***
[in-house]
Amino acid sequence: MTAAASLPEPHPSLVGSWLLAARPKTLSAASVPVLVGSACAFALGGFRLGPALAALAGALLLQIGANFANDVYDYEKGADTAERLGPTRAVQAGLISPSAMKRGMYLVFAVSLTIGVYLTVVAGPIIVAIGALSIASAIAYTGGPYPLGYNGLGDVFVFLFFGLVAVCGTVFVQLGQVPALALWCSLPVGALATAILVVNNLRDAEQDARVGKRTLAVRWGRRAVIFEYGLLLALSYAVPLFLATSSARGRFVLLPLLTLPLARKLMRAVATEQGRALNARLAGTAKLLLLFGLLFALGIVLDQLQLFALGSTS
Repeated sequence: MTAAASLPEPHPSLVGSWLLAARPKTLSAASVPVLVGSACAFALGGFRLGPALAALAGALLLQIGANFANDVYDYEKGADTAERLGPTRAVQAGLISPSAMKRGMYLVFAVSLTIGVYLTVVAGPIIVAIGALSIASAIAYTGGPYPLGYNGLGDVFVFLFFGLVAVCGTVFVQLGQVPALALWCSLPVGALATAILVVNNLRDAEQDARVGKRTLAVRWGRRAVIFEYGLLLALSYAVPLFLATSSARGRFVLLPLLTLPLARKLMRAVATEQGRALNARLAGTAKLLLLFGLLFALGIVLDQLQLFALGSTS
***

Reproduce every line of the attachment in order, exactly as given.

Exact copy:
[in-house]
Amino acid sequence: MTAAASLPEPHPSLVGSWLLAARPKTLSAASVPVLVGSACAFALGGFRLGPALAALAGALLLQIGANFANDVYDYEKGADTAERLGPTRAVQAGLISPSAMKRGMYLVFAVSLTIGVYLTVVAGPIIVAIGALSIASAIAYTGGPYPLGYNGLGDVFVFLFFGLVAVCGTVFVQLGQVPALALWCSLPVGALATAILVVNNLRDAEQDARVGKRTLAVRWGRRAVIFEYGLLLALSYAVPLFLATSSARGRFVLLPLLTLPLARKLMRAVATEQGRALNARLAGTAKLLLLFGLLFALGIVLDQLQLFALGSTS
Repeated sequence: MTAAASLPEPHPSLVGSWLLAARPKTLSAASVPVLVGSACAFALGGFRLGPALAALAGALLLQIGANFANDVYDYEKGADTAERLGPTRAVQAGLISPSAMKRGMYLVFAVSLTIGVYLTVVAGPIIVAIGALSIASAIAYTGGPYPLGYNGLGDVFVFLFFGLVAVCGTVFVQLGQVPALALWCSLPVGALATAILVVNNLRDAEQDARVGKRTLAVRWGRRAVIFEYGLLLALSYAVPLFLATSSARGRFVLLPLLTLPLARKLMRAVATEQGRALNARLAGTAKLLLLFGLLFALGIVLDQLQLFALGSTS